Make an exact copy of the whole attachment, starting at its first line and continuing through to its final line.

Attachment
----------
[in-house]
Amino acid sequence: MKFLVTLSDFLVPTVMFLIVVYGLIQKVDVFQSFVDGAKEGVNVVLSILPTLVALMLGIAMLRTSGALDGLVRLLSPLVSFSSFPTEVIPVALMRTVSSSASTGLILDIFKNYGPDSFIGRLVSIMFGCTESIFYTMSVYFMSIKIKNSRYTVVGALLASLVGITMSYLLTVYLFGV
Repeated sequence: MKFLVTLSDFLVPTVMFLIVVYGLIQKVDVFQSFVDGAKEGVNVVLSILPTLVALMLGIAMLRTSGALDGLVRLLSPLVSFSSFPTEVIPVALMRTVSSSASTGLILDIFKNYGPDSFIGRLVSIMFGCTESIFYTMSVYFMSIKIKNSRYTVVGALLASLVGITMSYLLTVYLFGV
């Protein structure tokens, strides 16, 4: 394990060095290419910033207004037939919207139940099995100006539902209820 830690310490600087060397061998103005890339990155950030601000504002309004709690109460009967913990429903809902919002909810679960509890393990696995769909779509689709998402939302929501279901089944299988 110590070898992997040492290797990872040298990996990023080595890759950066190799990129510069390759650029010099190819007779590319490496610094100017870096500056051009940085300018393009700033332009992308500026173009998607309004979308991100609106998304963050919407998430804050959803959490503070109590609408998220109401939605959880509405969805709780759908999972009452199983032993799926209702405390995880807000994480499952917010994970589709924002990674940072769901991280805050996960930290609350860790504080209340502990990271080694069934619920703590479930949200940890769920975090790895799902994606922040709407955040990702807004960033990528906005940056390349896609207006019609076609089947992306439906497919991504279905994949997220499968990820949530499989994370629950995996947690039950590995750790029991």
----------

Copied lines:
[in-house]
Amino acid sequence: MKFLVTLSDFLVPTVMFLIVVYGLIQKVDVFQSFVDGAKEGVNVVLSILPTLVALMLGIAMLRTSGALDGLVRLLSPLVSFSSFPTEVIPVALMRTVSSSASTGLILDIFKNYGPDSFIGRLVSIMFGCTESIFYTMSVYFMSIKIKNSRYTVVGALLASLVGITMSYLLTVYLFGV
Repeated sequence: MKFLVTLSDFLVPTVMFLIVVYGLIQKVDVFQSFVDGAKEGVNVVLSILPTLVALMLGIAMLRTSGALDGLVRLLSPLVSFSSFPTEVIPVALMRTVSSSASTGLILDIFKNYGPDSFIGRLVSIMFGCTESIFYTMSVYFMSIKIKNSRYTVVGALLASLVGITMSYLLTVYLFGV
């Protein structure tokens, strides 16, 4: 394990060095290419910033207004037939919207139940099995100006539902209820 830690310490600087060397061998103005890339990155950030601000504002309004709690109460009967913990429903809902919002909810679960509890393990696995769909779509689709998402939302929501279901089944299988 110590070898992997040492290797990872040298990996990023080595890759950066190799990129510069390759650029010099190819007779590319490496610094100017870096500056051009940085300018393009700033332009992308500026173009998607309004979308991100609106998304963050919407998430804050959803959490503070109590609408998220109401939605959880509405969805709780759908999972009452199983032993799926209702405390995880807000994480499952917010994970589709924002990674940072769901991280805050996960930290609350860790504080209340502990990271080694069934619920703590479930949200940890769920975090790895799902994606922040709407955040990702807004960033990528906005940056390349896609207006019609076609089947992306439906497919991504279905994949997220499968990820949530499989994370629950995996947690039950590995750790029991």